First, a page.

In this blog post, “Whoosh!” Research and texting with Lonnie Johnson, illustrator Don Tate considers the challenges of illustrating this nonfiction picture book (written by Chris Barton), and shares how Don ultimately connected directly with the book's subject to get things right.
Just one example:
The beginning of the story begins with young Lonnie Johnson being creative in his make-shift kitchen workshop, with various things from the junk yard spread across the table. An early version of the manuscript mentioned a Chinaberry shooter in the scene. What in the heck was that? A quick Google returned several results. I created a sketch, but I was unsure. Below was my guess as to what his shooter might have looked like:
The text between images reads:
After our phone conversation, I realized my guess was wrong. I created another quick sketch and texted it off to Mr. Johnson. He answered my question with his own sketch of what his shooter would have looked like and how it would have worked. I wasn’t too far off, but now I had what I needed to be 100-percent correct!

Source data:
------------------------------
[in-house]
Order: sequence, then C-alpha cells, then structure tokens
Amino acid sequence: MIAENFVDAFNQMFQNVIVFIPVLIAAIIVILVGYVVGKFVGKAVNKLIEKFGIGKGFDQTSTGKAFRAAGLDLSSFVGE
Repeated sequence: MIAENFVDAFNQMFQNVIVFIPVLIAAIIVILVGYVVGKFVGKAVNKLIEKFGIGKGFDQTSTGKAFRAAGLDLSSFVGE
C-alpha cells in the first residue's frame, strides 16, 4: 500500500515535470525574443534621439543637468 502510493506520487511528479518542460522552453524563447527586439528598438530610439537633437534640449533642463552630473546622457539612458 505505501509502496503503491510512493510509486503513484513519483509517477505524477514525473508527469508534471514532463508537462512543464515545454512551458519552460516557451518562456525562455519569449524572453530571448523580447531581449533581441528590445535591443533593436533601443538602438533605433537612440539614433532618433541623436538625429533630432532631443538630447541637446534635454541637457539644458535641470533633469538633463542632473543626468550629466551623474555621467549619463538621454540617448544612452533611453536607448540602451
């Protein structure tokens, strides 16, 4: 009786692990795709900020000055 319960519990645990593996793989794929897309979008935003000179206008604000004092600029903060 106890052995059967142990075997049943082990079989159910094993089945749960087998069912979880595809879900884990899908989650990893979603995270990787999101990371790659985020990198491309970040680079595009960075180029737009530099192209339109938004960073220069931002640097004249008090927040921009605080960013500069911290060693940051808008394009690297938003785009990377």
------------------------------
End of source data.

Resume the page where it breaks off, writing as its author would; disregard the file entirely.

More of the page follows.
While Don's ultimate solution of texting back and forth with his book's subject is unique, it does make the point that illustrators have to do their research as well - and sometimes, it's even more specific than the research writers need to do!